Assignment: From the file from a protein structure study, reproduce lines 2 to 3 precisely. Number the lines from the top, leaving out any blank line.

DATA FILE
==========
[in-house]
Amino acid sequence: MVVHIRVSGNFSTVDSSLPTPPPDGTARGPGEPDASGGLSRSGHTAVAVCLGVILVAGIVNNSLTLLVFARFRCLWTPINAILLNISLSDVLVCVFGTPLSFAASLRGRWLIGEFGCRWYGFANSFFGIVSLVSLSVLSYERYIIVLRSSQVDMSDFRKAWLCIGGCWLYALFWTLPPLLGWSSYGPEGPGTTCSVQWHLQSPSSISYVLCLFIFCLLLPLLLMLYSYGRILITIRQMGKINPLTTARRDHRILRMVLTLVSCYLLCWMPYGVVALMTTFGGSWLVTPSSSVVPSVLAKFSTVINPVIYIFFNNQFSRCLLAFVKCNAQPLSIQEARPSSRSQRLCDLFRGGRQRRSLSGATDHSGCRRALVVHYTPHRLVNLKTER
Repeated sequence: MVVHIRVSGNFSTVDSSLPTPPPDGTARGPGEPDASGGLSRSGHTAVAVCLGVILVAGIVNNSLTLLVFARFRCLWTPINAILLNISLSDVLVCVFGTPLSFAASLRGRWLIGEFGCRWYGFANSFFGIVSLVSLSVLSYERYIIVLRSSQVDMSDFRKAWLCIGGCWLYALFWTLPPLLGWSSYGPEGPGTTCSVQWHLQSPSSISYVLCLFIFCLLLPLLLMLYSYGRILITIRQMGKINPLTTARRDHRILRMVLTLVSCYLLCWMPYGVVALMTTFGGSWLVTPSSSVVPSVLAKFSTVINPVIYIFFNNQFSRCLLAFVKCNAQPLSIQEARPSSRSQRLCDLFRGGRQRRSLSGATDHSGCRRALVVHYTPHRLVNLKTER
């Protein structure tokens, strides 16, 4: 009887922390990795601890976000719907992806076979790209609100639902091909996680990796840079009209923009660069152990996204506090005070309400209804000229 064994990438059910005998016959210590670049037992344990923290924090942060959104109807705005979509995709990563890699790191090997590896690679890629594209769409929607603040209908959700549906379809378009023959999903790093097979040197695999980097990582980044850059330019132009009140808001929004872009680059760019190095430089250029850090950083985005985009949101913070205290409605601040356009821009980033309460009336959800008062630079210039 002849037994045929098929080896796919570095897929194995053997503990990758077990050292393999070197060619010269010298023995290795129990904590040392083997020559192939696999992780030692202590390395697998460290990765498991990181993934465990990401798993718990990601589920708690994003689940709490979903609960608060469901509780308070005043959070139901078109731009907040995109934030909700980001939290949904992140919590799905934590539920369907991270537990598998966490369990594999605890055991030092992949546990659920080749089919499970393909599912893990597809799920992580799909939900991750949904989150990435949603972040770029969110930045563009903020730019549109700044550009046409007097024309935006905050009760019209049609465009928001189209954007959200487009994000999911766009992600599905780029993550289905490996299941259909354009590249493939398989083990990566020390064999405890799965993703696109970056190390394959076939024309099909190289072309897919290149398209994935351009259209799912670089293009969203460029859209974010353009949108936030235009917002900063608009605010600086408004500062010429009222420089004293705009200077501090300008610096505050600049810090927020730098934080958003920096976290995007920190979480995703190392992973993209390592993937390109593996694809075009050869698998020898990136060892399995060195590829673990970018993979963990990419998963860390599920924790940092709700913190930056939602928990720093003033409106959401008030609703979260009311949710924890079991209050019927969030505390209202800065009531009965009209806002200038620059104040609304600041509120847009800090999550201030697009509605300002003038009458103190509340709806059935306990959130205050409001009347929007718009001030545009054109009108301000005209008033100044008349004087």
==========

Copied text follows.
Amino acid sequence: MVVHIRVSGNFSTVDSSLPTPPPDGTARGPGEPDASGGLSRSGHTAVAVCLGVILVAGIVNNSLTLLVFARFRCLWTPINAILLNISLSDVLVCVFGTPLSFAASLRGRWLIGEFGCRWYGFANSFFGIVSLVSLSVLSYERYIIVLRSSQVDMSDFRKAWLCIGGCWLYALFWTLPPLLGWSSYGPEGPGTTCSVQWHLQSPSSISYVLCLFIFCLLLPLLLMLYSYGRILITIRQMGKINPLTTARRDHRILRMVLTLVSCYLLCWMPYGVVALMTTFGGSWLVTPSSSVVPSVLAKFSTVINPVIYIFFNNQFSRCLLAFVKCNAQPLSIQEARPSSRSQRLCDLFRGGRQRRSLSGATDHSGCRRALVVHYTPHRLVNLKTER
Repeated sequence: MVVHIRVSGNFSTVDSSLPTPPPDGTARGPGEPDASGGLSRSGHTAVAVCLGVILVAGIVNNSLTLLVFARFRCLWTPINAILLNISLSDVLVCVFGTPLSFAASLRGRWLIGEFGCRWYGFANSFFGIVSLVSLSVLSYERYIIVLRSSQVDMSDFRKAWLCIGGCWLYALFWTLPPLLGWSSYGPEGPGTTCSVQWHLQSPSSISYVLCLFIFCLLLPLLLMLYSYGRILITIRQMGKINPLTTARRDHRILRMVLTLVSCYLLCWMPYGVVALMTTFGGSWLVTPSSSVVPSVLAKFSTVINPVIYIFFNNQFSRCLLAFVKCNAQPLSIQEARPSSRSQRLCDLFRGGRQRRSLSGATDHSGCRRALVVHYTPHRLVNLKTER